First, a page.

• "General and administrative expenses... increased...primarily due to the hiring of additional staffs"; and
  • "Product development expenses...increased...primarily due to hiring of additional product development staffs"
That is a lot of investment in a lot of staff.

The CTRIP and eLong battle is a look back in time at the battle between Travelocity and Expedia in 1999 and 2000 where Expedia took over Travelocity as the largest of the time. Though in the case it seems that CTRIP's lead is expanding and they are finding time to invest in people and product to go further. Am going to enjoy watching this battle.

Monday, November 13, 2006

Fairfax announces big play with few details

Travel weekly are running a story with big talk from Fairfax (huge Australian media company) on their plans for online travel. Fairfax made a very tentative step into travel when they acquired independent accom provider Stayz in December last year for AU$12mm. I always thought this a strange first move into travel. While I think the potential for the independent accom sector is great, Stayz did not have a particularly strong brand at the time and its technology is nothing special. There has been great interest in what Fairfax would do next. Now we know - well we have a bit more of an idea - well we have a little bit of a hint of a possibility.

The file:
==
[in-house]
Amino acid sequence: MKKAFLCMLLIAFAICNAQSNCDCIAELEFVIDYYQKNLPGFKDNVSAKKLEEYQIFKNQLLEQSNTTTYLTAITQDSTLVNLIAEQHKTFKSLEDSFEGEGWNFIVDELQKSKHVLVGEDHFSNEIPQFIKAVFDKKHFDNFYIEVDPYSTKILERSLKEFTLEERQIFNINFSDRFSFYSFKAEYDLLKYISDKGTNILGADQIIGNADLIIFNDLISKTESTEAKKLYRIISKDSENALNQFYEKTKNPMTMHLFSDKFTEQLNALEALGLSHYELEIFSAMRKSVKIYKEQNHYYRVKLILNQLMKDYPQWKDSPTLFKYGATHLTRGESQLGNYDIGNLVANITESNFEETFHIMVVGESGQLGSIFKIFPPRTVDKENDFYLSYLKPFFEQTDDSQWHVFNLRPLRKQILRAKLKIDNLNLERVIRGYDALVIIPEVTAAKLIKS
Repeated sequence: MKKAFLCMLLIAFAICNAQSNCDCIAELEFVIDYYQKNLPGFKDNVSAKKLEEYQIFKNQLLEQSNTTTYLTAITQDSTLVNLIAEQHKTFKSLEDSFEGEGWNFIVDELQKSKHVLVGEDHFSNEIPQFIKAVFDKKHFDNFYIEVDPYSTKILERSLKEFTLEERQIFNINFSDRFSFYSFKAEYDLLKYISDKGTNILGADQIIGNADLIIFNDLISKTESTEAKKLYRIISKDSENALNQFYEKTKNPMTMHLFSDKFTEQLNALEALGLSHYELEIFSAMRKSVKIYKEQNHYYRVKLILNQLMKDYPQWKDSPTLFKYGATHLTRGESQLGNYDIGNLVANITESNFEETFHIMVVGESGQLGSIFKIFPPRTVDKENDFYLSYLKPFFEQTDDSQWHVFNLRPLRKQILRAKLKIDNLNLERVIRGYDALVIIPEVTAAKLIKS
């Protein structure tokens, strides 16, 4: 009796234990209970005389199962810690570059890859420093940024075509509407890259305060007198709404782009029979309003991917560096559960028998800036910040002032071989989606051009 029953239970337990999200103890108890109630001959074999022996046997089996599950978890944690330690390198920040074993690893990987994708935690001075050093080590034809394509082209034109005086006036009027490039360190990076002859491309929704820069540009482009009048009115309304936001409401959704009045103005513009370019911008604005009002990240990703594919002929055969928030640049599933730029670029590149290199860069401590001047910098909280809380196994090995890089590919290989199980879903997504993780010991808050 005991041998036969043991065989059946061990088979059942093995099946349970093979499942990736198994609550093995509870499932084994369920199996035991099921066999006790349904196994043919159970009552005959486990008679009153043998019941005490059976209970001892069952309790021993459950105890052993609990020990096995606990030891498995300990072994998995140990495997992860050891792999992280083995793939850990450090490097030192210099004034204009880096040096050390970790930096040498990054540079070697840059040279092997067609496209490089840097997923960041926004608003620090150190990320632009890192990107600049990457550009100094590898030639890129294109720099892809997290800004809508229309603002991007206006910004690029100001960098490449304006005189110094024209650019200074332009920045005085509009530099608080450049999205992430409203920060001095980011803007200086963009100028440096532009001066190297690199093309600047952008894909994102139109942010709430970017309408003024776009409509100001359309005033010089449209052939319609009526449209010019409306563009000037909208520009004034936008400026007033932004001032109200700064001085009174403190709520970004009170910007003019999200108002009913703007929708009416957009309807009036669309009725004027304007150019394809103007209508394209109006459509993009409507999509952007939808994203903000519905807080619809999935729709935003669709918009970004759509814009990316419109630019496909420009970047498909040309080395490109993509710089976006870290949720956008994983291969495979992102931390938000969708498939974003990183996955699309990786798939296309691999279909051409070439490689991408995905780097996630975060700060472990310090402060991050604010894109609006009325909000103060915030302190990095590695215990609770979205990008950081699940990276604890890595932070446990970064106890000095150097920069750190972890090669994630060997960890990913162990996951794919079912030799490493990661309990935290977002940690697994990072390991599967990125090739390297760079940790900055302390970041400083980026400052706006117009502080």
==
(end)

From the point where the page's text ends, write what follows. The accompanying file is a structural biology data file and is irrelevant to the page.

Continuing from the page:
According to Travelweekly, Fairfax will launch four sites in the next six months. The first is Hotelz. The quote from the article is that Fairfax and Zuji have entered into a "content deal". Unclear what that means but from the look of the hotelz beta site it involves a white-label booking engine. The site is in beta so can't be too critical yet but if they want to challenge Wotif, Lastminute, RatesToGo etc then it is going to need a better search functionality. Typing Sydney into the Hotelz search box and choosing Australia it still asks me for clarification - if I have chosen Sydney Australia, how could I possibly be thinking about Nova Scotia?

The engine url has regular references to - not heard of them before though judging by Alexa they provide white-label solutions for a number of airlines and Zuji. Could be an offshoot of Travelocity.